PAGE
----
Henry Flynt's work devolves from what he calls cognitive nihilism; a concept he developed and first announced in the 1960 and 1961 drafts of a paper called Philosophy Proper. The 1961 draft was published in Milan with other early work in his book Blueprint for a Higher Civilization in 1975. Flynt refined these dispensations in the essay Is there language? that was published as Primary Study in 1964.
In 1961 Flynt coined the term concept art in the Neo-Dada, proto-Fluxus book An Anthology of Chance Operations (co-published by Jackson Mac Low and La Monte Young) that was released in 1963.An Anthology of Chance Operations contained seminal works by Fluxus artists such as George Brecht and Dick Higgins. Flynt's concept art, he maintained, devolved from cognitive nihilism, from insights about the vulnerabilities of logic and mathematics. Drawing on an exclusively syntactical paradigm of logic and mathematics, concept art was meant jointly to supersede mathematics and the formalistic music then current in serious art music circles. Therefore, Flynt maintained, to merit the label concept art, a work had to be an object-critique of logic or mathematics or objective structure."
In 1962 Flynt began to campaign for an anti-art position. Thus he demonstrated against cultural institutions in New York City (such as MoMA and Lincoln Center for the Performing Arts) with Tony Conrad and Jack Smith in 1963 and against the composer Karlheinz Stockhausen twice in 1964. Flynt wanted avant-garde art to become superseded by the terms of veramusement and brend--neologisms meaning approximately pure recreation. Flynt read publicly from his text From Culture to Veramusment at Walter De Maria's loft on February 28, 1963--an act which can be considered performance art.
From about 1980, Flynt has given a great deal of time to two endeavors which did not achieve the notoriety of the early actions: his concepts of meta-technology  and personhood theory. In 1987 he revived his "concept art" for tactical reasons; and spent seven years in the art world. Following that period, Flynt began to publish recorded but unreleased musical compositions. Over 10 audio CDs have appeared as of 2007.
Flynt's writings on a wide variety of subjects are available on his website: Henry Flynt: Philosophy
Henry Flynt is also known for his musical work, often with him performing on violin, that attempted to fuse avant-garde music (particularly the hypnotic aspects of minimalism) with free-jazz, country blues, rock music and hillbilly country music.
Much of Henry Flynt's subsequent recorded output has been release on the Recorded and Locust Music record labels. His first CD release was "You Are My Everlovin'/Celestial Power" on Recorded (curated by John Berndt, and initiating the "New American Ethnic Music" or NAEM series on that label), quickly followed by "Spindizzy" and "Hillbilly Tape Music" also on Recorded. Later Recorded released NAEM 4, "Ascent to The Sun." Recently, Flynt's "Glissando No. 1" was published by Recorded (2010).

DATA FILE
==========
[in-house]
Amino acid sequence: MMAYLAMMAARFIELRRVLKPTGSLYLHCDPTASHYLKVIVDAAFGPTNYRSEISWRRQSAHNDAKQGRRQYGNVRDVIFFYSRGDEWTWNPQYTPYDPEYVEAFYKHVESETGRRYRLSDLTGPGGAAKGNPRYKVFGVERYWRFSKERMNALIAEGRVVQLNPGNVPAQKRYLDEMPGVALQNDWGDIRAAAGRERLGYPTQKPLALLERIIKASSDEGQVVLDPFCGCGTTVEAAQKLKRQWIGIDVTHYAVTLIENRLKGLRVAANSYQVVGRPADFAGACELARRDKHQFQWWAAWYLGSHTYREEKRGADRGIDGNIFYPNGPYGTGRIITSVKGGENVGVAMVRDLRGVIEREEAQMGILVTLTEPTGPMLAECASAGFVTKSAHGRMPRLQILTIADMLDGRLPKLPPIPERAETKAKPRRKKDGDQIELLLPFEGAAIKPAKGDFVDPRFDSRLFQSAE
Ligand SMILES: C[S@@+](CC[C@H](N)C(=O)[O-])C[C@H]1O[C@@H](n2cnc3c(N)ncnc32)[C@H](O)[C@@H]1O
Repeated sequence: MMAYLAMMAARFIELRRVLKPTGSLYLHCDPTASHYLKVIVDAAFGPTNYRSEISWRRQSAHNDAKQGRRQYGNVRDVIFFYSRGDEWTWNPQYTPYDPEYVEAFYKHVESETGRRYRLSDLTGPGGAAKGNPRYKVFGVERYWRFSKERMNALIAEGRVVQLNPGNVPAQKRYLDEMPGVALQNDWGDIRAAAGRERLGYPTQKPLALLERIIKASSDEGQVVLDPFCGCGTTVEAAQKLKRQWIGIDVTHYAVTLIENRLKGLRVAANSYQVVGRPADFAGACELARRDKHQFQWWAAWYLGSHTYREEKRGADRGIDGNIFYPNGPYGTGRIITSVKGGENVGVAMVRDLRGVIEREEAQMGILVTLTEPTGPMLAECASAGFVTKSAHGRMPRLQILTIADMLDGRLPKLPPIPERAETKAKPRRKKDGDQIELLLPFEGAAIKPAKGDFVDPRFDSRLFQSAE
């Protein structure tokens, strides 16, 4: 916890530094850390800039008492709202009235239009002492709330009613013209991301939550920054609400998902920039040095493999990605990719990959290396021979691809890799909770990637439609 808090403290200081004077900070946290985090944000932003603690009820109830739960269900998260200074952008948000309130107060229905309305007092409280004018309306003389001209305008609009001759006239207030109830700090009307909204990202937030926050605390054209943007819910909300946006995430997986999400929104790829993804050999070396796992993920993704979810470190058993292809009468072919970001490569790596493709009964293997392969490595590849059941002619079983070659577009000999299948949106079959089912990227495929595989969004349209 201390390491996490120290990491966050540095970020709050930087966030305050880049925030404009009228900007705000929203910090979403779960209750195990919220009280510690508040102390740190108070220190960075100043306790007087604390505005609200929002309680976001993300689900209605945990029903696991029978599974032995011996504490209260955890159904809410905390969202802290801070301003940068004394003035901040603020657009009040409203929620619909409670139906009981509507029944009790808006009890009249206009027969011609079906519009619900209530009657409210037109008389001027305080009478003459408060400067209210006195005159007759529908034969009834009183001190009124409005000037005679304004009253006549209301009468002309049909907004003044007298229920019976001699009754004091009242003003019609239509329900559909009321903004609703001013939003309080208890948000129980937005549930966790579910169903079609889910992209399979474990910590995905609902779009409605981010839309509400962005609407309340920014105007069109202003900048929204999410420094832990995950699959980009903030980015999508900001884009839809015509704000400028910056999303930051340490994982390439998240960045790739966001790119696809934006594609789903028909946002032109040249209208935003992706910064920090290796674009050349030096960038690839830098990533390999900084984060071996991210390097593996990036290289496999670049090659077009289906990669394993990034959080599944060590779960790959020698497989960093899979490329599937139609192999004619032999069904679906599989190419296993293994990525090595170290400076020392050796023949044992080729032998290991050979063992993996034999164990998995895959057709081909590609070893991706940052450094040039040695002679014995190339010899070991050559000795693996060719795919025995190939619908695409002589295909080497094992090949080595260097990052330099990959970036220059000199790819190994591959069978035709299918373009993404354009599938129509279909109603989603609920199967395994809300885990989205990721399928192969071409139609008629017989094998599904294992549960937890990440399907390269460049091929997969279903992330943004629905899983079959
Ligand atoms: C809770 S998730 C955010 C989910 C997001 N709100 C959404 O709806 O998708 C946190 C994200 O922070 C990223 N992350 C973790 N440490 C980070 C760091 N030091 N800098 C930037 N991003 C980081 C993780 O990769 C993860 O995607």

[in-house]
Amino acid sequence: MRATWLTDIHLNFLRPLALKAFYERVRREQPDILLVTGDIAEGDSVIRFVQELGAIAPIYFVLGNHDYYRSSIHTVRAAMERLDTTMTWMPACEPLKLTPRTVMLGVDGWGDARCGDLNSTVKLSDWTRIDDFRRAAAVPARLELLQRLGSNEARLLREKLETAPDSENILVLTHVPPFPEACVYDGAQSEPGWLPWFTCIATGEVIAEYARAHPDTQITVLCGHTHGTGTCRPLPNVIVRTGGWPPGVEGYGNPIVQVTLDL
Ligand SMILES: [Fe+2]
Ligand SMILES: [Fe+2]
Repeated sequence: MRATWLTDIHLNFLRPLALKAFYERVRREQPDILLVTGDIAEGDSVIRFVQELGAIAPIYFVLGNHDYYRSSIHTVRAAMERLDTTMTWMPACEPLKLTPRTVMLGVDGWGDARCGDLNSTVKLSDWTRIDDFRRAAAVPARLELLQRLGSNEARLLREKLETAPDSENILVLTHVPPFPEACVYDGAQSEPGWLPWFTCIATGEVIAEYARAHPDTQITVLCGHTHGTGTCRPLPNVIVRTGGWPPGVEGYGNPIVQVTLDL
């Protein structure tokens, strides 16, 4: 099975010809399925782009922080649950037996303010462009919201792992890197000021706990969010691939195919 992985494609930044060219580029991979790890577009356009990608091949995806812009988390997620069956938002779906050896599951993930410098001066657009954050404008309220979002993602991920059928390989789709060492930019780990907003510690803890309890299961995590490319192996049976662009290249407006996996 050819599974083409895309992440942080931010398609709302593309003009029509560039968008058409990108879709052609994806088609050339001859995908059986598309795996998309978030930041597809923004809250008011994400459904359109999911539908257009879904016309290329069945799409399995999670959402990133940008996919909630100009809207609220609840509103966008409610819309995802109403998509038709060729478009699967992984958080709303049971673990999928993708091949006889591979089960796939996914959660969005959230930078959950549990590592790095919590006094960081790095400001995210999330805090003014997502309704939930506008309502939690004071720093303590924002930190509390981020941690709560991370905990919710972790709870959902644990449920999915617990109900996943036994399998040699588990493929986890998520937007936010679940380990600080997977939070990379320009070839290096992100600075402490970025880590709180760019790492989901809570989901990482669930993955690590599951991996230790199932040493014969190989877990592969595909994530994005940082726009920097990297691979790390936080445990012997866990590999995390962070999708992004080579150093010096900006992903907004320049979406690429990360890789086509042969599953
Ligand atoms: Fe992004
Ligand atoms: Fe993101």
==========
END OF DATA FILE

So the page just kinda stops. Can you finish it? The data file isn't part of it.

The Locust Music releases (curated and designed by Dawson Prater) showcase the full range of his musical interestes from minimalism, hillbilly country and garage rock. "C Tune" (Locust, 2002) documents a 1980 live improvisation with Catherine Christer Hennix on tamboura and Flynt on electric violin. "Raga Electric: Experimental Music 1963-1971" (Locust, 2002) is the seminal anthology of Flynt's most challenging avant-garde work that includes "Raga Electric" (1966) and "Free Alto" (1964). "Back Porch Hillbilly Blues - Volume 1" (Locust, 2003), with "Acoustic Hillbilly Jive" and "Blue Sky Highway and Tyme", and "Back Porch Hillbilly Blues Volume 2" (Locust) showcase a meeting of Henry Flynt's vision of rural roots music and American minimalism. "I Don't Wanna" (Locust Music, 2004) documents a garage-punk band, the Insurrections, that Flynt led in 1966 with Walter De Maria and Paul Breslin. "Purified by the Fire" (Locust, 2005), recorded in December 1981, repeats the format of "C Tune": Catherine Christer Hennix on tamboura and Flynt on electric violin. The 41-minute raga is dominated by the languid phrases of the violin that tests the border between melodic fragments and distorted tones. The "Indian" element is the background of hypnotic tamboura drones, but Flynt's improvisation at the violin betrays the influence of jazz music."Henry Flynt & Nova'Billy" (Locust, 2007) collects material recorded between 1974 and 1975 by his rock band Nova'Billy. "Dharma Warriors" (Locust, 2008) showcases another meeting between Catherine Christer Hennix & Flynt recorded in 1980 in Woodstock, New York.
Because of his friendship and collaboration with La Monte Young and George Maciunas, Flynt sometimes gets linked to Fluxus. While Flynt himself describes Fluxus as his "publisher of last resort" (Flynt did permit Fluxus to publish his work, and took part in several Fluxus exhibitions) he claims no affiliation or interest in the Fluxus sensibility. In fact, he is a strong critic of the neo-Dada sensibility.